In early October 2015, a jury awarded $1.6 million to Carla Bartlett after attorneys presented ample evidence to prove that a kidney tumor that Ms. Bartlett had developed was a result of ingesting a chemical known as C8. The chemical was discharged into the Ohio River by DuPont, and it was used for decades as a chemical in the development of Teflon.
 

Coal Ash Coming To Groundwater Supplies Near You! Thank Your Congress

Congress adjourned at the end of this week for their annual August vacation, and as usual, they used this last week of July to push their most extreme anti-environment legislation.

One of the main goals of the industry-funded House of Representatives is to loosen coal ash rules before they go into effect in October, and that’s exactly what the House did last week.

China’s Disastrous Pollution Problem Is A Lesson For All

V.T. Polywoda via Flickr CC

This is a guest post by David Suzuki.

Beijing’s 21 million residents live in a toxic fog of particulate matter, ozone, sulphur dioxide, mercury, cadmium, lead and other contaminants, mainly caused by factories and coal burning. Schools and workplaces regularly shut down when pollution exceeds hazardous levels. People have exchanged paper and cotton masks for more elaborate, filtered respirators. Cancer has become the leading cause of death in the city and throughout the country.

Chinese authorities, often reluctant to admit to the extent of any problem, can no longer deny the catastrophic consequences of rampant industrial activity and inadequate regulations. According to Bloomberg News, Beijing’s Centre for Disease Control and Prevention says that, although life expectancy doubled from 1949 to 2011, “the average 18-year-old Beijinger today should prepare to spend as much as 40 percent of those remaining, long years in less than full health, suffering from cancer, cardiovascular disease, and arthritis, among other ailments.”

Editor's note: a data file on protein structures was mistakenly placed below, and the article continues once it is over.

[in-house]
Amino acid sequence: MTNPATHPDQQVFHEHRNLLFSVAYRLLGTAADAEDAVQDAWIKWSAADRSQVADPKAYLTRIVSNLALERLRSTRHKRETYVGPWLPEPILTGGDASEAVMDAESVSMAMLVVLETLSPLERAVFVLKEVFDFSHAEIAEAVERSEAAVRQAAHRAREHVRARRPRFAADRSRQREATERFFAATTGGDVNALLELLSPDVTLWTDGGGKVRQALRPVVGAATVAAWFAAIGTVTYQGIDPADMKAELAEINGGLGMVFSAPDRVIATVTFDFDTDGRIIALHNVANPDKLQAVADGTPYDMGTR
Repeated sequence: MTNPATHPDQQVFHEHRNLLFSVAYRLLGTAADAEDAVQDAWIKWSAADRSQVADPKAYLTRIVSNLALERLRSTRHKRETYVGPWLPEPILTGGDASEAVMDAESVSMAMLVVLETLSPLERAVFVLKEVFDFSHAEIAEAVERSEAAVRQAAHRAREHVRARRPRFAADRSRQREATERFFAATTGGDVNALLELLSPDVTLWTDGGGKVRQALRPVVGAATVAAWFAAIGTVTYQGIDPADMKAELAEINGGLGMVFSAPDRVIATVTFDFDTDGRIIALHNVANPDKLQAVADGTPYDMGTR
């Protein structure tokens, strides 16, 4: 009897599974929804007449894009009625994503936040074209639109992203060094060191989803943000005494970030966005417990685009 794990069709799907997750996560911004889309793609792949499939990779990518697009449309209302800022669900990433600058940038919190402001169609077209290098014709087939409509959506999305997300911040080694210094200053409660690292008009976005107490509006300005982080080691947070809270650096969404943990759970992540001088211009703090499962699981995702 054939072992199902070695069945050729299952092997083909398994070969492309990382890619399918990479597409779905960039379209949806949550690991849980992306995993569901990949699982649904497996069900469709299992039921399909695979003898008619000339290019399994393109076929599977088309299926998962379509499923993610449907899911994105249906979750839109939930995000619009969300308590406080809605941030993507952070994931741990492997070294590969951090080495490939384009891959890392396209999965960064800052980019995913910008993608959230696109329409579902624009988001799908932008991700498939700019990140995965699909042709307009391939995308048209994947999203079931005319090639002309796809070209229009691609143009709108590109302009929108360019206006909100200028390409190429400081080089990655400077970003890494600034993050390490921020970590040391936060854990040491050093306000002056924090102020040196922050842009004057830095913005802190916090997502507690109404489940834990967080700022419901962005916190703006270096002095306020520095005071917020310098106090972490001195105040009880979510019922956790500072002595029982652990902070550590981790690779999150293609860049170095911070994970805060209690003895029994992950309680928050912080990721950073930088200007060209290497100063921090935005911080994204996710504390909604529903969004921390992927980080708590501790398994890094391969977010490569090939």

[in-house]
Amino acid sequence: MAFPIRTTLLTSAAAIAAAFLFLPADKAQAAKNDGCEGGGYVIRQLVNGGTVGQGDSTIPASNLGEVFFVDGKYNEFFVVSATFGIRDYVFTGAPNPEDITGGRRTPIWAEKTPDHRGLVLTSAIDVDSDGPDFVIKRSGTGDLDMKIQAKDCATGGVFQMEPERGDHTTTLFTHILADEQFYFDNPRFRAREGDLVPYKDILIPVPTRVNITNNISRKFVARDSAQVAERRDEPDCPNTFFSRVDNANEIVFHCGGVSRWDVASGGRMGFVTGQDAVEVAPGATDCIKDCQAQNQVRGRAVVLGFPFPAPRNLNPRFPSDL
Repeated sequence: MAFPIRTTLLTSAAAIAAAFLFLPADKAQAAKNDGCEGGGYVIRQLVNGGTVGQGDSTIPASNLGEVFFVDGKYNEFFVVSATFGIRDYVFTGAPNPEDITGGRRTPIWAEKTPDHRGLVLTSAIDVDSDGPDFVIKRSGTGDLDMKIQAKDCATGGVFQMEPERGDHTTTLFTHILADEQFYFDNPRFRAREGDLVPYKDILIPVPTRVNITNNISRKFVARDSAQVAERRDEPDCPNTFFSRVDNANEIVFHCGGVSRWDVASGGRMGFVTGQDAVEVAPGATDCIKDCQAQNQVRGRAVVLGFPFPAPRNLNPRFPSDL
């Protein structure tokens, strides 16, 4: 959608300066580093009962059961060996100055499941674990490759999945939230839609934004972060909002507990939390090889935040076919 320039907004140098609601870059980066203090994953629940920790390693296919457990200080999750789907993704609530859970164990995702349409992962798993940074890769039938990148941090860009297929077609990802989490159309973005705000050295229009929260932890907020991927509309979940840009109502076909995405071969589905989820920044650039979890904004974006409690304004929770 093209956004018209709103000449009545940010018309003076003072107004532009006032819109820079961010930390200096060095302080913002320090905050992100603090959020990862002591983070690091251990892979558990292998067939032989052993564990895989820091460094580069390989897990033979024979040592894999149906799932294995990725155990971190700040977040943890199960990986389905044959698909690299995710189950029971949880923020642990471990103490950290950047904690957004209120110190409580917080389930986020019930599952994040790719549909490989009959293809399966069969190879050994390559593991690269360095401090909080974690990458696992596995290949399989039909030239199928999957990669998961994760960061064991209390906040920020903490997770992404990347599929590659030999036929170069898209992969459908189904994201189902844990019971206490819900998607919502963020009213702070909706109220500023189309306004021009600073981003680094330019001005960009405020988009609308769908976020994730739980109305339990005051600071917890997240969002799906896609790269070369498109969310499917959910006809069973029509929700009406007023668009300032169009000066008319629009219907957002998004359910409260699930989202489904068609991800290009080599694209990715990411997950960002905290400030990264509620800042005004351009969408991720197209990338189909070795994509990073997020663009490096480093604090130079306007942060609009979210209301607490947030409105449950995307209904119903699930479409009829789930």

China’s government also estimates that air pollution prematurely kills from 350,000 to 500,000 residents every year.* Water and soil pollution are also severe throughout China.

The documentary film Under the Dome, by Chinese journalist Chai Jing, shows the extent of the air problem. The film was viewed by more than 150 million Chinese in its first few days, apparently with government approval. Later it was censored, showing how conflicted authorities are over the problem and its possible solutions. The pollution problem also demonstrates the ongoing global conflict between economic priorities and human and environmental health.

Rather than seeing China’s situation as a warning, many people in Canada and the U.S. — including in government — refuse to believe we could end up in a similar situation here. And so U.S. politicians fight to block pollution-control regulations and even to remove the power of the Environmental Protection Agency, or shut it down altogether! In Canada, politicians and pundits argue that environmental protection is too costly and that the economy takes precedence.